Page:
I live in Hood
, on the eastern end of the Gorge.
This is a very doable trip, but you're going to have to play it smart.
This is a good time of year to do this trip. River currents are much less (generally average about 1.5 knots) than in the spring and early summer, when they are closer to 3 kn, or even 6 for the mile leading up to Bonneville Dam.
evm is right about the current leading into the locks. Expect a 4+ knot
current. The other locks are not nearly as bad.
This time of year the winds are highly variable, so you can't depend on the consistent westerlies we get in the summer. If there are westerlies, they will start around Beacon Rock, consistently build as you head
east, peaking around The Dalles to Arlington. Today they were 20-25 knots in Hood
River, which is pretty normal this time of year (they are 25-30 in summer).
Occasionally an easterly will come through this time of year, but they are more common in winter. They are strongest around the western end of the Gorge, then steadily diminish as you go east. By the time you get to Hood River they are rarely over 10 knots. In the winter they can be truly epic. 60+ knots out of the east is not uncommon at Crown Point. If you wait too long (until November), you really need to watch out for these.
So, watch the forecasts and take advantage of the westerlies. Hole up for the easterlies.
The river constantly shifts, so shallow spots come and go, especially below Bonneville. Fortunately, the bottom is usually soft mud in this stretch, so you're likely to just scrape bottom paint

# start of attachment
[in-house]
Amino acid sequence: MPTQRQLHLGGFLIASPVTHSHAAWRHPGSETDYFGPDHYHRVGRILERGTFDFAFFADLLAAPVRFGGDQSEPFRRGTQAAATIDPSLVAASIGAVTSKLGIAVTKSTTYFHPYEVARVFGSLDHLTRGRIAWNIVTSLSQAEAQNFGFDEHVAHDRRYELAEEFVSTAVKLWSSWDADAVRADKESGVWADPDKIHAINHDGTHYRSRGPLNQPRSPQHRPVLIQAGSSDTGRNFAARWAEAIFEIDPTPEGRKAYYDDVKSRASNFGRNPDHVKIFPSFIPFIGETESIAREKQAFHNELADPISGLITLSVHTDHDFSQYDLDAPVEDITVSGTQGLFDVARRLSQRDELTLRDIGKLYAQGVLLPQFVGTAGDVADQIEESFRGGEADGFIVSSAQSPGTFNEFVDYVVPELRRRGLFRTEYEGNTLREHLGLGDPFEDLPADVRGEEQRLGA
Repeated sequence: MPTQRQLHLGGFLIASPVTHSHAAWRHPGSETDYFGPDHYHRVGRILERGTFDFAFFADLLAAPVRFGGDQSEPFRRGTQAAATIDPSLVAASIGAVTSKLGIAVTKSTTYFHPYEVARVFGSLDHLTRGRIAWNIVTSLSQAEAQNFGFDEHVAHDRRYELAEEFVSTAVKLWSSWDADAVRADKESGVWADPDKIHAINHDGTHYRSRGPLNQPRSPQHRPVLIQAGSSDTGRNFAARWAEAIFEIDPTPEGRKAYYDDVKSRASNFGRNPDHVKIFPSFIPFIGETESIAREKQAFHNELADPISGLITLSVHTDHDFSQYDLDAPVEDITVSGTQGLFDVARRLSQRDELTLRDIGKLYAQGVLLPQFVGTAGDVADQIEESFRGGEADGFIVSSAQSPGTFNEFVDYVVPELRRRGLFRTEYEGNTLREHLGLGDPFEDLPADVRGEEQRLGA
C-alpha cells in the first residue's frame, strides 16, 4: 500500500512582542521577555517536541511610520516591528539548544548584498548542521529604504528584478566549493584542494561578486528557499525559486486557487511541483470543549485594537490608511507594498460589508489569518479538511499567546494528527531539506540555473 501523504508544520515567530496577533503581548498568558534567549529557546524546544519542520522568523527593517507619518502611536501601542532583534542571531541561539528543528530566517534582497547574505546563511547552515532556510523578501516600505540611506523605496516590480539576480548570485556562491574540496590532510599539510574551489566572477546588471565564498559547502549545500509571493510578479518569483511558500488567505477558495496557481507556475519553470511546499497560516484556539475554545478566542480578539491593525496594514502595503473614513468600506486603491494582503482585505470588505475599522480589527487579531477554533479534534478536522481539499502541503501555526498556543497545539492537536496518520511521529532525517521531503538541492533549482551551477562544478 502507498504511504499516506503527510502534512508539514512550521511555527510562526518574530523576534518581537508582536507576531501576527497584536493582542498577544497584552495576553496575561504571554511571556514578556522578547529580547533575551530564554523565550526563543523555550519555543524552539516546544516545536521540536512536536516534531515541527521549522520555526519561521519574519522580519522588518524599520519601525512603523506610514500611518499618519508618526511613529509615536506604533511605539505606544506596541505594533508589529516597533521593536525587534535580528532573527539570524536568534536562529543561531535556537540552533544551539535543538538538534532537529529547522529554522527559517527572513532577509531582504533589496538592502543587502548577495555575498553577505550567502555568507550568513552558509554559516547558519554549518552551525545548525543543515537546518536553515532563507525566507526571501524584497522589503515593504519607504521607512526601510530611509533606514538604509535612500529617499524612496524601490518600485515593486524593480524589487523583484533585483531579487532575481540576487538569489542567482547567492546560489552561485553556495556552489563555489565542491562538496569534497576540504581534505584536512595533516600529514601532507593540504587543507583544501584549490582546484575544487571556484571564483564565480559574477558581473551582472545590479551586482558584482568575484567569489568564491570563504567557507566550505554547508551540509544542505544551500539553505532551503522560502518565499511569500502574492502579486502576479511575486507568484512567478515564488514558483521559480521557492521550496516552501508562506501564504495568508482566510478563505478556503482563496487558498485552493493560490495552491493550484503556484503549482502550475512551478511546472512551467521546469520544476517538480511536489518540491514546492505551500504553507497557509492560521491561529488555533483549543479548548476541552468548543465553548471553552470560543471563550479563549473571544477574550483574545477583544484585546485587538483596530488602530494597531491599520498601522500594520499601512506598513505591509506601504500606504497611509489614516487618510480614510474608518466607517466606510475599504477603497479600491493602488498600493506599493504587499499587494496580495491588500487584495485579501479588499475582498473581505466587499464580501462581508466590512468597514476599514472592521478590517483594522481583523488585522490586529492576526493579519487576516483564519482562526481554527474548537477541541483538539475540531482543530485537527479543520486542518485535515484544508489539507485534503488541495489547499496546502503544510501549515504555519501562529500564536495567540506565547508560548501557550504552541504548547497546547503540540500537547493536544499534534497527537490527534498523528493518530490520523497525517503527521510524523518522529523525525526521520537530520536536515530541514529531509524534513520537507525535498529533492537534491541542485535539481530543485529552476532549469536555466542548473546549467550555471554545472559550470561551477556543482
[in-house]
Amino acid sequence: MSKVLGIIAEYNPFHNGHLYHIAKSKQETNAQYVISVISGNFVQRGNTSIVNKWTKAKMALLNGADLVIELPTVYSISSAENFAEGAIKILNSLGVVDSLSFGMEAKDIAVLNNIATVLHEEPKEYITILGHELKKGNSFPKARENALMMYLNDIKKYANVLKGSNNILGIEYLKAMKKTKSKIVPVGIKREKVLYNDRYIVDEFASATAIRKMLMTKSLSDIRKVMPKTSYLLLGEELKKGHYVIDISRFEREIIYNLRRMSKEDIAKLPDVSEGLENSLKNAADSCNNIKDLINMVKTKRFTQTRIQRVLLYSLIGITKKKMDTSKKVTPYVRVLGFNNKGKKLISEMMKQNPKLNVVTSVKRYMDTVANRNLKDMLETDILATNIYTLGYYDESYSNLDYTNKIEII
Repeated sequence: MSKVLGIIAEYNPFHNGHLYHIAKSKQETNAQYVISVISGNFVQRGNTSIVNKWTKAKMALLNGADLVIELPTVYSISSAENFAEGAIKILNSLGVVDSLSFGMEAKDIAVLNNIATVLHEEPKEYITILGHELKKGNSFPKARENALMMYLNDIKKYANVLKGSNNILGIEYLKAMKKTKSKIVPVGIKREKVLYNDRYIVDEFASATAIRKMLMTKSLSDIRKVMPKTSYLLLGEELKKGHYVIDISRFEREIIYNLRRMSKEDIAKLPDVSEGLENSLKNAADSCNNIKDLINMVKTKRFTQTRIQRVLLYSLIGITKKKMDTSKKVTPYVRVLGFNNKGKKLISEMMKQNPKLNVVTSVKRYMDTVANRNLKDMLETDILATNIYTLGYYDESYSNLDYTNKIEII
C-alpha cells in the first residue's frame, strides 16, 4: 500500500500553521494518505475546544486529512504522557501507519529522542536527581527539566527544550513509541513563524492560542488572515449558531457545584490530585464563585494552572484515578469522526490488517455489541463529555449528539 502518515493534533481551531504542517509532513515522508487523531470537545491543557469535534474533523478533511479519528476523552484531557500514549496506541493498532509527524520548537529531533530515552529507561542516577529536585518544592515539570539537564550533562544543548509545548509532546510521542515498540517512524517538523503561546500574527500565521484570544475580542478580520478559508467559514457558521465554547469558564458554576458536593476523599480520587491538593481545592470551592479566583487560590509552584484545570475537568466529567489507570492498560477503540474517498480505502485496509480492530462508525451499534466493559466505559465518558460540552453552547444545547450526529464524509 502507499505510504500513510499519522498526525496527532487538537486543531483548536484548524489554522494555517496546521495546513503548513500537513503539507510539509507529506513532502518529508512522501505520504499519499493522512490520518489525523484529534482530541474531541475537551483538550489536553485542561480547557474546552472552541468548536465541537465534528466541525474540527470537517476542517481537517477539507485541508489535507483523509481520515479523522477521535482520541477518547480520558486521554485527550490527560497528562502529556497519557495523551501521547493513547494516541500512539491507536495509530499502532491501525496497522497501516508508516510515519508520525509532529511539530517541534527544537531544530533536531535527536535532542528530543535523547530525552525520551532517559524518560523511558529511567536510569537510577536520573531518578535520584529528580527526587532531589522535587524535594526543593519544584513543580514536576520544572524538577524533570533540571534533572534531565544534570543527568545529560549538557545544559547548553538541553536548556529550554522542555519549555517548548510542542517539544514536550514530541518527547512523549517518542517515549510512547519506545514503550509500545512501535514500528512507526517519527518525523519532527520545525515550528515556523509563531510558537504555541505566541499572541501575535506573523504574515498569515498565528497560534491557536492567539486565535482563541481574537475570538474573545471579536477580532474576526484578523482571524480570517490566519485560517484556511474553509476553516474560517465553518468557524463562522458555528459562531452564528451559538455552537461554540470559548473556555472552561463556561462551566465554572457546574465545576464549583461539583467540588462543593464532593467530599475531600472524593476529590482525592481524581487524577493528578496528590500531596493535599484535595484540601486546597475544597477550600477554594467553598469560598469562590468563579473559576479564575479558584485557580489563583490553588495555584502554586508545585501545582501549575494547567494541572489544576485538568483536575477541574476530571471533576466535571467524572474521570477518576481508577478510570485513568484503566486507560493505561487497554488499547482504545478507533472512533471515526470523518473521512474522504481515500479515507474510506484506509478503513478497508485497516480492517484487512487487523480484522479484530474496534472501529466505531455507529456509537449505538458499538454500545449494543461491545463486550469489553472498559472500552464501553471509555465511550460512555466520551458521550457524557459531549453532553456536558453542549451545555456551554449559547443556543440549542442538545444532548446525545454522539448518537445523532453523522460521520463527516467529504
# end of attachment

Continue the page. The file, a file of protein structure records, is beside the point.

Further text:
. East of the Sandy the river is much more stable and the charts
start matching reality: it becomes a matter of following the charts. That's the good news. The bad news is that above Bonneville the bottom is unforgiving: it's almost always hard basalt and not the mud and sand of the lower Columbia.
Once you get past The Dalles, the river becomes very ditch-like and is easy to follow, but there are few anchorages
. Watch out for the gill nets along the shore, which are everywhere this time of year.
As for motoring: because there are still a lot of westerlies this time of year, you may be able to sail a surprising amount of it. Follow the advice to use your foresail where you can. The boat will be more stable (less likely to round up), and it is easier to depower: just let go of the jib
There is an abundance of anchorages
downstream from Bonneville, but they get less and less as you go upstream. Still, they are around. Try Government
Cove just upstream of Cascade Locks. Or, behind Walker Island just downstream of Hood River. Or, behind Miller Island off of the Deschutes. or Three Mile Canyon above Arlington. You've got a small boat
so you can squeeze into some of the small coves that I can only dream about.
Then, of course, there are the marinas
: Camas, Cascade Locks, Hood River, The Dalles, Arlington, Crow Butte, Boardman, Umatilla come to mind.
The recreational lockage schedule ceases to apply after 15 September, so you don't need to worry about that until next May.
Unless you are starting on the Willamette (of which I know nothing) there are only two bridges that you will have to worry about. First is the "Vancouver Railroad Bridge" just downstream of the I-5 bridge. Call on Channel 13 and ask them to open it.
The other is the BNSF bridge just downstream of the Deschutes. Fortunately, this one is almost always open. Indeed, I have no idea how to ask for an opening because I've never had to!
You'll find the lockmaster and harbormasters get friendlier and friendlier as you go upstream. It is almost guaranteed it will be warm and sunny as you go east, at least through the next couple of weeks.
There's something spectacular about sailing through the desert on this ribbon of water, one of the worlds' great rivers! Have a blast!